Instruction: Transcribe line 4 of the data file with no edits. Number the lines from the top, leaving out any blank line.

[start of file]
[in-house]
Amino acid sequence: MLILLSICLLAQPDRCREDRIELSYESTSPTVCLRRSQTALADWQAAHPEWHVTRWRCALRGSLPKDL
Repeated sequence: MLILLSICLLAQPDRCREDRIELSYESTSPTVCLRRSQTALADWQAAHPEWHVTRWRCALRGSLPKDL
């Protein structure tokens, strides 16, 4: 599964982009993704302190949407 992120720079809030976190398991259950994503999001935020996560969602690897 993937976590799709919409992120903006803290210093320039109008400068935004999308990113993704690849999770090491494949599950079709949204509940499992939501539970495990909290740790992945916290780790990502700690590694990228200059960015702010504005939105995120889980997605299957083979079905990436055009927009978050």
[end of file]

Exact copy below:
């Protein structure tokens, strides 16, 4: 599964982009993704302190949407 992120720079809030976190398991259950994503999001935020996560969602690897 993937976590799709919409992120903006803290210093320039109008400068935004999308990113993704690849999770090491494949599950079709949204509940499992939501539970495990909290740790992945916290780790990502700690590694990228200059960015702010504005939105995120889980997605299957083979079905990436055009927009978050």